Doom-and-gloom headlines about the shrinking number of stores in malls, closing department stores, and thinning foot traffic have been everywhere lately, and not without good reason. If one were to venture a guess based on brick-and-mortar store performance, it would appear the U.S. consumer has stopped spending. But in fact, consumer spending has been rising steadily every year since 2009. It's just that an ever-greater number of people are choosing to do their shopping online. According to the U.S. Census Bureau's monthly retail report, retail sales were up 4.5% year over year in April, but online sales grew 12%.
The key internal capabilities needed to ensure a successful digital shopping experience are personalization, automation and the unique identification of the customer across shopping channels. In this report, we discuss how AI and IoT are impacting the retail industry. Retailers that aim to remain competitive cannot afford to ignore the potential benefits of these technologies. AI, a technology that enables computers to make autonomous decisions, is a step forward in automation that is changing the retail industry. Retailers are using AI to analyze customer data, adapt how they interact with shoppers and predict demand in order to better manage inventory. Because consumers are bombarded with an unprecedented amount of information, being able to deliver highly personalized content for each individual customer is crucial to staying ahead of the competition. Meanwhile, the use of AI to anticipate demand and estimate when items will be returned should translate into more efficient business operations. Digitalization is the key that will unlock the future of brick-and-mortar retail, and the IoT is a crucial part of it.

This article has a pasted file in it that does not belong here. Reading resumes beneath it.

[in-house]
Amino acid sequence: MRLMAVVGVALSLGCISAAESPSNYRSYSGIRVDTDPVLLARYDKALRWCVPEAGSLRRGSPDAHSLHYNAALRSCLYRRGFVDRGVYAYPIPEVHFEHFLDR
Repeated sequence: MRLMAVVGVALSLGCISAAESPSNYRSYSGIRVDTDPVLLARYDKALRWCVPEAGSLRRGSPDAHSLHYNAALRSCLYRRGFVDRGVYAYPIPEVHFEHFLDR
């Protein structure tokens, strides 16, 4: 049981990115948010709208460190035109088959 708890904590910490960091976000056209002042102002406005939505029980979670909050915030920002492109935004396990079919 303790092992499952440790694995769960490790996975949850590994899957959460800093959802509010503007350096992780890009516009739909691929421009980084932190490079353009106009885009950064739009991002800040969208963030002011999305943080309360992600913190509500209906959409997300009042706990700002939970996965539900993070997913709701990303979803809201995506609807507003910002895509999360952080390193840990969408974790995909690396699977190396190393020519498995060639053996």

With a record 7,000 store closings and 662 bankruptcy filings last year, and 3,800 closings (and counting) so far in 2018, the fate of retail continues to look uncertain. Take a look at Amazon to see how ecommerce has changed the retail landscape as we know it, leaving no industry undisrupted. With just a click of a mouse, customers can purchase whatever they want, whenever they want it -- and have it shipped directly to their door. Related: Here Are 6 Weird Ways You're Being Tracked in the Real World While ecommerce offers unprecedented convenience, this is not the end of the road for brick-and-mortar. Customers still value in-store experiences.
The National Retail Federation's 2020 Big Show in New York was jam packed full of robots, frictionless store mock-ups, and audacious displays of the latest technology now available to retailers. Dozens of robots, digital signage tools, and more were available for retail representatives to test out, with hundreds of the biggest tech companies in attendance offering a bounty of eye-popping gadgets designed to increase efficiency and bring the wow factor back to brick-and-mortar stores. SEE: Artificial intelligence: A business leader's guide (free PDF) (TechRepublic) Here are some of the biggest takeaways from the annual retail event. With the explosion in popularity of Amazon, Alibaba, and other e-commerce sites ready to deliver goods right to your door within days, many analysts and retailers figured the brick-and-mortar stores of the past were on their last legs. But it turns out billions of customers still want the personal, tailored touch of in-store experiences and are not ready to completely abandon physical retail outlets.
Augmented/Virtual Reality Tools – Startups that leverage augmented or virtual reality to aid retailers in layout of stores and the design of promotional displays. InContext Solutions, which has worked with clients like Walmart, Nestle, and Kellogg's, lets brands visualize marketing concepts and test new designs on shoppers in virtual reality to gauge their efficacy before launch. Augment aims to help brands, such as General Mills, L'Oreal, and Coca-Cola, pitch their vending machines, kiosks, or merchandise displays to retailers by showing how they would look in augmented/virtual reality. Beacon-Based Analytics and Marketing – Companies that provide hardware and software to help stores track visitors. Many focus on data collection for internal analytics, such as merchandise tracking, adjusting staffing levels, monitoring promotions, etc. Euclid Analytics, for example, tracks visitors to monitor the impact of promotions on driving store visits and to better understand when people visit stores and specific aisles.